Deathprod‘s most celebrated album, 2004’s Morals and Dogma, is described by the artist as “a ritual.” Its four slowly unfolding, side-long pieces each feel like a kind of spiritual vibration in which the material and unseen worlds eventually join in parallel and collide. I wouldn’t advise anyone actually listen to it in a sweatlodge, but you could easily imagine it blasting through the hifi there. Compositions, by contrast, would look almost on the surface like a project rooted more in academic or artistic discipline rather than something more metaphysical—there’s a certain formal detachment in a title like Compositions in addition to each track being named “Composition 1,” “Composition 2” and so on, as if they were studies in a series or loose sketches.
The power and intensity behind these 17 compositions tell a different story. Helge Sten’s music remains often ominous and alien, his alternately soothing and terrifying analog drones sometimes closely resembling the spaciest wormhole trips of Tangerine Dream in the ’70s in miniature. That Sten refers to his unique recipe of homemade electronic instruments, effects, samplers and processors as the “Audio Virus” gives some indication of the menace these pieces can harbor. Just through computer speakers alone, “Composition 1” carries a massive throb that seems as if it could displace any nearby loose objects or possibly beckon any apparitions within earshot.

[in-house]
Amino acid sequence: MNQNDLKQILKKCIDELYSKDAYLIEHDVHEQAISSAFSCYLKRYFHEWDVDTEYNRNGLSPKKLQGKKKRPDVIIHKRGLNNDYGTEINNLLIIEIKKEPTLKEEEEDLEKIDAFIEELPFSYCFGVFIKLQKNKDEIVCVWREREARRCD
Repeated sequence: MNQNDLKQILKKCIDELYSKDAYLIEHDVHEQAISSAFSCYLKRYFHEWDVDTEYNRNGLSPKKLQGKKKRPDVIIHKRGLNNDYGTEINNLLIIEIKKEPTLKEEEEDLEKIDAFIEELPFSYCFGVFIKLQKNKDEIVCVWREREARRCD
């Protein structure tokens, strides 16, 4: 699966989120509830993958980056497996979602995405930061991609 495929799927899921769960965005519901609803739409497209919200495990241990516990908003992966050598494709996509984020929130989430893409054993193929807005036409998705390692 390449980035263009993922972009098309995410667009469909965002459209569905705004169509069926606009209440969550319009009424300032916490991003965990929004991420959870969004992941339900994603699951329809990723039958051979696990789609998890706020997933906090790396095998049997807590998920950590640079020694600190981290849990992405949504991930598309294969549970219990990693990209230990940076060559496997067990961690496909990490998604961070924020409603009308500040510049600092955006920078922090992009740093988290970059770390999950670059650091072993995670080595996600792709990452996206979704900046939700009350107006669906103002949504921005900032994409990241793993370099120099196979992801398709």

Yet the sense of scale on Compositions is in large part what sets it apart from Sten’s other work as Deathprod. Many of these pieces are concise and contained, sometimes just the exploration of a certain texture or resonance rather than a piece in need of resolution, and during a moment like “Composition 4,” even eerily calm. But even within the space of 91 seconds, Sten presents his “Virus” in the form of sharpened saw blades rather than a bass-heavy rumble, and just one track later, conjuring terror through the slightest of movements. There’s both intimacy and aggression on Compositions in equal measure, sometimes with just a hair’s breadth of difference between them.
Though taken with a little detachment the presentation of Compositions can still feel at times like a painter in the studio, working away at a series of variations on a theme to capture various nuances, the emotional resonance nonetheless remains. This is an album made for close listening and even a kind of physical reaction. You can feel these pieces in the most literal sense, whether as a kind of meditative frequency or a goosebump-prickling fear provocation. However it presents itself, it acts to draw you in closer.
Label: Smalltown Supersound
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Jeff Terich is the founder and editor of Treble. He's been writing about music for 20 years and has been published at American Songwriter, Bandcamp Daily, Reverb, Spin, Stereogum, uDiscoverMusic, VinylMePlease and some others that he's forgetting right now. He's still not tired of it.